Joining in with Sensory Differences

Everybody experiences the world around them in different ways. Sometimes how your brain understands information from your senses can make it difficult to join in with every day activities.

Joining in with Sensory Differences

Everybody experiences the world around them in different ways. Sometimes how your brain understands information from your senses can make it difficult to join in with every day activities.

This page contains resources to help you understand sensory processing and how you can support your child or young person.  You can choose the resources that are right for you.  There are videos you can watch, video scripts you can download and read (you can translate these or use a screen reader if you need to) and sensory questionnaires you can complete.  There are also downloadable booklets, videos and information you can explore.

What is Sensory Processing?

 

 

Downloadable Video Script

Our 8 Senses

 

Downloadable Video Script

Strategies To Try

Downloadable Video Script

Online Session

We want to make sure that we are giving information in the way you learn best so that it makes sense and you can use it at home. We know there is a lot of information to take in.

This workshop is for parents/carers of children/young people who have sensory processing differences.  Learn more about what sensory processing is, the eight different senses and changes you can make to the environment to support your child/young person.  The information presented in the session is the same as the videos above.  There will be a chance to discuss sensory strategies with an occupational therapist and other parents and carers.

This session is only available to families of children and young people who live in the NHS Greater Glasgow and Clyde area.  If you would like to register then please click on the tabs to choose the date that suits you.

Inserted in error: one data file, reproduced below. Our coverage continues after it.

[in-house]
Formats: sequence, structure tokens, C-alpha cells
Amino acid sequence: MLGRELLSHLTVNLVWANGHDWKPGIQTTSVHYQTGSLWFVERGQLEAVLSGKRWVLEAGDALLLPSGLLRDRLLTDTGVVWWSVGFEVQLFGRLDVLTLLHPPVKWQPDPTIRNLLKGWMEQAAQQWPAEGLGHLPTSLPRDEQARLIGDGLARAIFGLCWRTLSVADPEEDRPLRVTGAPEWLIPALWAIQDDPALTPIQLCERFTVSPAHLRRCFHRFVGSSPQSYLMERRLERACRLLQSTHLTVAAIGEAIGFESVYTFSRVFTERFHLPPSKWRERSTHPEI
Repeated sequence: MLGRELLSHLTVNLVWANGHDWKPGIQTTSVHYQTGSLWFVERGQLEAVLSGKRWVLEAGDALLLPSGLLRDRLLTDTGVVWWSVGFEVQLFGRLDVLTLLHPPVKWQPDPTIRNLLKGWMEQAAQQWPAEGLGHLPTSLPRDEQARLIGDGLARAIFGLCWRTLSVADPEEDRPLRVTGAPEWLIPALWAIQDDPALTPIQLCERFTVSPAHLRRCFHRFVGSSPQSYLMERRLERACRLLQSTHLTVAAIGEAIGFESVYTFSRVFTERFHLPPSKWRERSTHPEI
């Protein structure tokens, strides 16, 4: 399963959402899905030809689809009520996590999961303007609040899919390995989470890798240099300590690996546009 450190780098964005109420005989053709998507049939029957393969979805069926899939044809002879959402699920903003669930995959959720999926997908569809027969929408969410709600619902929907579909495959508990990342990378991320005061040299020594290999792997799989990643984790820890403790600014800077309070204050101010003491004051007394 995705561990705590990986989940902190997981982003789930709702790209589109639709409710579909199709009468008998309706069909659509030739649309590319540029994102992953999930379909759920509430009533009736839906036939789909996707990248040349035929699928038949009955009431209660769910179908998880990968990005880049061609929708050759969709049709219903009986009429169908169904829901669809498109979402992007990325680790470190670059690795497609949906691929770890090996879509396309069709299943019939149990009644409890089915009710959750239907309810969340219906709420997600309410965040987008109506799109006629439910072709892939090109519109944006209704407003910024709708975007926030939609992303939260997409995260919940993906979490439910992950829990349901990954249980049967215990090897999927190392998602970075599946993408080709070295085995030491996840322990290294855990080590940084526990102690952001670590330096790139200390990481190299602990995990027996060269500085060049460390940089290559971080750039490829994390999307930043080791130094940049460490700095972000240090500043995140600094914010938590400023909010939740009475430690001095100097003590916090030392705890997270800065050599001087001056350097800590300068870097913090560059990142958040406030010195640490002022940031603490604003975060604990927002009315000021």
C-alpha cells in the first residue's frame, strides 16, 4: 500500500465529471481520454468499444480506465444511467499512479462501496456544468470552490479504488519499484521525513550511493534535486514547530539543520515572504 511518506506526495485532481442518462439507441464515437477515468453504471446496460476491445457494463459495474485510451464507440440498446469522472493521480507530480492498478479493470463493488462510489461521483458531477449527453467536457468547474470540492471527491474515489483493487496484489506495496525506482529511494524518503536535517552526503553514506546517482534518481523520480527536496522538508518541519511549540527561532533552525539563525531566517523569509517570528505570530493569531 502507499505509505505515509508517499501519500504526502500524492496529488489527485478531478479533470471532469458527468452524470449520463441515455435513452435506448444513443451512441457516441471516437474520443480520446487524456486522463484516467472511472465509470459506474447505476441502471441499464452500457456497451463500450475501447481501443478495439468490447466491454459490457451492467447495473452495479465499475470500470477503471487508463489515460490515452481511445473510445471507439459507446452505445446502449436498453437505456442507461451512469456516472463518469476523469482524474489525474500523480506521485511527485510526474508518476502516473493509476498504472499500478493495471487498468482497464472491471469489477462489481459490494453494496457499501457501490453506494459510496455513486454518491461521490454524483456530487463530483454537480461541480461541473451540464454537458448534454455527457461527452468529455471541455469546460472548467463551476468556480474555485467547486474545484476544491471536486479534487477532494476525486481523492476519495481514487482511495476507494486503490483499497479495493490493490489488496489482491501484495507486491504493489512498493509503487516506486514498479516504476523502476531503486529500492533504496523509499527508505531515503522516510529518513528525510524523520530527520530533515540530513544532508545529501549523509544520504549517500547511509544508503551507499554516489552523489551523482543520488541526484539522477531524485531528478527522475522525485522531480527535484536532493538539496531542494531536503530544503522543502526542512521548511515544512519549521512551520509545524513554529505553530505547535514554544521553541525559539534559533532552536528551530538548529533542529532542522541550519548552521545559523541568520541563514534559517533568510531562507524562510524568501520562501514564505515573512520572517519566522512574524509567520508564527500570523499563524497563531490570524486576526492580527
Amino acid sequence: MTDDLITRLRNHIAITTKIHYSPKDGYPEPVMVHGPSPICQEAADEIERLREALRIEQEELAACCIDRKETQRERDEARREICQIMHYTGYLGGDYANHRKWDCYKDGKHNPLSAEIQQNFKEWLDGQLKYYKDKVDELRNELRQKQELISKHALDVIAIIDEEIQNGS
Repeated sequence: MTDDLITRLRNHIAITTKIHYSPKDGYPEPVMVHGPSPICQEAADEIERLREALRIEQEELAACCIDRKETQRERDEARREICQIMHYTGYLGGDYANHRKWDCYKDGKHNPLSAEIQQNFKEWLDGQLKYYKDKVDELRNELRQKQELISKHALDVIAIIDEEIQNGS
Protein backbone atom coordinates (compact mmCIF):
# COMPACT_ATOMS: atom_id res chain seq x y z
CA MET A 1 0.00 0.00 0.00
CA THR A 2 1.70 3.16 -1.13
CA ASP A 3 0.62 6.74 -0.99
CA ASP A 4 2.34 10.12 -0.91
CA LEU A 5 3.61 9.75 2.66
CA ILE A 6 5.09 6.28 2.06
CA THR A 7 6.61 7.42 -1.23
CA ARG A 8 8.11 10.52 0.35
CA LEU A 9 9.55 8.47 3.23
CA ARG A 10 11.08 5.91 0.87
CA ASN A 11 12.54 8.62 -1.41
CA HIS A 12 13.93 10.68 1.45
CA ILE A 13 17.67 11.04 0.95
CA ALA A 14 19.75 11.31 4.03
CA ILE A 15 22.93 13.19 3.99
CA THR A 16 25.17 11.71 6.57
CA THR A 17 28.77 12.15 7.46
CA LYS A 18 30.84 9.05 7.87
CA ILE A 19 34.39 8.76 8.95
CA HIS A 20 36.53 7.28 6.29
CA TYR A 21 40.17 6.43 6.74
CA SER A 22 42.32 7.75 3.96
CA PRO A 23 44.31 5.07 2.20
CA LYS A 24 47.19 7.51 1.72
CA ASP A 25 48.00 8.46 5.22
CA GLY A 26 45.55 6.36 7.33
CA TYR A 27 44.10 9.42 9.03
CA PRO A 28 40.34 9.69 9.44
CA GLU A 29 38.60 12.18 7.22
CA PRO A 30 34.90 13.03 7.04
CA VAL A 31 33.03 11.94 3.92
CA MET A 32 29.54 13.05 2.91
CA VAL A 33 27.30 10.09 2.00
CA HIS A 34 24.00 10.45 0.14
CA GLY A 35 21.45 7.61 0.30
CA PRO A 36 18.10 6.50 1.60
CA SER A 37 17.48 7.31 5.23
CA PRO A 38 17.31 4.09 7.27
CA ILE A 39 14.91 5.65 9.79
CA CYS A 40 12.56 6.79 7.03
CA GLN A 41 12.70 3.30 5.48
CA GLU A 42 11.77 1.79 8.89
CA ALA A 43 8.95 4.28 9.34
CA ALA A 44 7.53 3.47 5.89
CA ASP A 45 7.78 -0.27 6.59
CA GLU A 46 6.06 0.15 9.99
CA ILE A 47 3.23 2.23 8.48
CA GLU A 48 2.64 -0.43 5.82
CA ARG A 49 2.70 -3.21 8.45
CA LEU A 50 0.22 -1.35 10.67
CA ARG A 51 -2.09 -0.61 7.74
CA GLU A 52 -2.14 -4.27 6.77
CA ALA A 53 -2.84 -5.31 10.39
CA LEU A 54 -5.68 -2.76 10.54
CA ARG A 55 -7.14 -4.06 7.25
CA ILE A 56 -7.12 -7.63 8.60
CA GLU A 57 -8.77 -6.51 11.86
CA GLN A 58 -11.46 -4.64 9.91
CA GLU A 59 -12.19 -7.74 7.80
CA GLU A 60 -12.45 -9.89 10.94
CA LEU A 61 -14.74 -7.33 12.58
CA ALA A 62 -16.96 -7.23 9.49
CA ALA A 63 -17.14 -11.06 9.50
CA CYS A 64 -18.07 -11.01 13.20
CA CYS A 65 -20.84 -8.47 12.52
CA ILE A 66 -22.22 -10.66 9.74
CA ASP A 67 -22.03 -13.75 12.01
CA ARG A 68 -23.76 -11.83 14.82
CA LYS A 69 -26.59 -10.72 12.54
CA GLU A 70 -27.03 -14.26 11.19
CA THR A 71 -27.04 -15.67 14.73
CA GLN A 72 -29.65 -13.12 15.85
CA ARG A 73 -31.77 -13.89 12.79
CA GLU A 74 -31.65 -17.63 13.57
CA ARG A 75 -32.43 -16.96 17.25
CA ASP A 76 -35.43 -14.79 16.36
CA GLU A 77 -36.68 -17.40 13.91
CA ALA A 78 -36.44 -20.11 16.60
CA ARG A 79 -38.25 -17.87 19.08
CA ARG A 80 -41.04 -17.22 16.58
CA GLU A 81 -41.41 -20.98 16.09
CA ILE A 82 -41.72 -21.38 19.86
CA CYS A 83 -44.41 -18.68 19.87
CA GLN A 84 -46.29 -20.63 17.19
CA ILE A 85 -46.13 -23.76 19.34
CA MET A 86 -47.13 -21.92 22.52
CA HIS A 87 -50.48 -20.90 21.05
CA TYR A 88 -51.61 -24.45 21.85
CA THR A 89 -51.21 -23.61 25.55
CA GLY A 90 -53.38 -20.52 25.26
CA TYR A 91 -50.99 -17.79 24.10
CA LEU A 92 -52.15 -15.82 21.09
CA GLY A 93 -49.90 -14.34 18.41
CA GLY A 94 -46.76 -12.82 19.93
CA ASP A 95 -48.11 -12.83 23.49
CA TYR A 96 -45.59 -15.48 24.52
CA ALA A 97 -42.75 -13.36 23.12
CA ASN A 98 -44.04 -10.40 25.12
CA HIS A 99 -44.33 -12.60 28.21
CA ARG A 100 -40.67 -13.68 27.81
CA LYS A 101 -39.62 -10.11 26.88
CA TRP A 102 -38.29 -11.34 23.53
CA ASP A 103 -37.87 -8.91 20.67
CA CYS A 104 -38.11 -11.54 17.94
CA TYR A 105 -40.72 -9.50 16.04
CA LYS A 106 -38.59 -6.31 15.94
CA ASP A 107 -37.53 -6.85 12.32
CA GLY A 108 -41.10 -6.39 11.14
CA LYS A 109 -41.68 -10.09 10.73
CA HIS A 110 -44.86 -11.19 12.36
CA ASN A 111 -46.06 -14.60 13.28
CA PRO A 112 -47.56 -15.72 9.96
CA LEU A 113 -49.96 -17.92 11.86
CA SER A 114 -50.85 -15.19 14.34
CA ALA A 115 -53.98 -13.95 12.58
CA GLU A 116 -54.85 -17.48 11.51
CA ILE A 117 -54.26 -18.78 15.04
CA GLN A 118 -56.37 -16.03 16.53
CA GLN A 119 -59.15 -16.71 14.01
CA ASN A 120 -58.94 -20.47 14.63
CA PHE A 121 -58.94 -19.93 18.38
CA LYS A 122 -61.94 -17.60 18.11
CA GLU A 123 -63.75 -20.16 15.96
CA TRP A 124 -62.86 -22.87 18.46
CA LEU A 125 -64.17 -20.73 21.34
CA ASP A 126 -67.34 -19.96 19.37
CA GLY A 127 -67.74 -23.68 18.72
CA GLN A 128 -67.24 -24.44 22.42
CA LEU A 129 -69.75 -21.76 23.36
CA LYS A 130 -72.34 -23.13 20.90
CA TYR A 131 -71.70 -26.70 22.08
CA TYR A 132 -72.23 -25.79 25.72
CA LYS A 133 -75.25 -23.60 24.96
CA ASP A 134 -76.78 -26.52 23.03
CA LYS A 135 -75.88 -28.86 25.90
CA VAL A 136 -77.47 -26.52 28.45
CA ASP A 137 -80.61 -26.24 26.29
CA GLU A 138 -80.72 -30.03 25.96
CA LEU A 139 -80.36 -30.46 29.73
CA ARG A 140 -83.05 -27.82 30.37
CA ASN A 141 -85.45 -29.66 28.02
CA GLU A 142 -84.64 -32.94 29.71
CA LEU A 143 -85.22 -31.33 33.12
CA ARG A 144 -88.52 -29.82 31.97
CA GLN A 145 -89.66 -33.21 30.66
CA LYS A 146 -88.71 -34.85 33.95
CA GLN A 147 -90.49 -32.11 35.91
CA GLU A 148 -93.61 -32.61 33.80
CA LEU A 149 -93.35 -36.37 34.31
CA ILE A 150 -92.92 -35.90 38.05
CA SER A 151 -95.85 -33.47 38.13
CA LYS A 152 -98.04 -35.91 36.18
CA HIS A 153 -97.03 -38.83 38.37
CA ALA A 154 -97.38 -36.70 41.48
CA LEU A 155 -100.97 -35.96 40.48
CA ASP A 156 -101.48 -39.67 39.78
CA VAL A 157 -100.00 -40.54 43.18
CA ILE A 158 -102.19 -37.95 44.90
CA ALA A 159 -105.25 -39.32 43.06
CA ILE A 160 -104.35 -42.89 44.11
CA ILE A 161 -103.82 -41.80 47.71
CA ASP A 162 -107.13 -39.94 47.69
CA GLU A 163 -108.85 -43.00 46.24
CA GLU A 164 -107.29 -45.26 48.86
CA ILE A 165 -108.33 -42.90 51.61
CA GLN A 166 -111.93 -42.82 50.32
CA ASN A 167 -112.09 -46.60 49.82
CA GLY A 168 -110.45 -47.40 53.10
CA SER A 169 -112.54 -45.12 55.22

30th September 2021 10am – 11.30am

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28th October 2021 10am – 11.30am

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22nd November 2021 10 – 11.30am

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Sensory Questionnaires

Information on each sensory system is available in 3 different age ranges. Complete the questionnaire most appropriate for your child or young persons’ developmental level. For example, if your 6 year old has an intellectual disability and is functioning at age 2 years, the strategies in the 2-5 year old questionnaire will be more helpful.

Our eyes take in information from the world which then goes to the brain. This is not the same as how well we see. If you have concerns about your child's ability to see things properly please take them to an optician for an eye test. Some people might become overwhelmed by visual information. They might find lights too bright or a room too distracting to work. They might have to close or cover their eyes. Other people might not notice things in the environment. They might seek out visual input like shiny, spinning toys or stare at things intensely.

If you think your child  or young person processes visual information differently you can:

Our auditory system is our sense of hearing. We take information in from our ears. Some children might become overwhelmed or upset by lots of noise. This is common and part of normal development, but some people can remain sensitive to noise. This can stop them taking part in activities. Some people might seek out noise. They might listen to music or watch the TV with the volume turned up. Listening to the world around us helps us make sense of where we are.

If you think your child or young person processes sound differently you can:

Our touch system picks up information about our environment from sensors in our skin. These give us information about differences in things we touch. Some people can be very sensitive to touch. They might dislike certain textures or labels and seams inside clothing. Other people might not notice touch. They don't notice when their shoes are two sizes too small or may feel pain differently.

If you think your child or young person feels touch differently you can:

Our senses of smell and taste are closely linked, as they follow the same pathway through the brain. Some people might become upset by smells that no one else can smell. Other people might seek out smells and smell objects or people. Processing smell differently can make us refuse to eat different food. We all have definite sensory preferences about tastes we like or dislike. Some people might only eat bland food and find it difficult to eat different foods so have a limited diet. Other people might choose to eat intense flavours like spicy or sour foods. They might lick objects which are not food.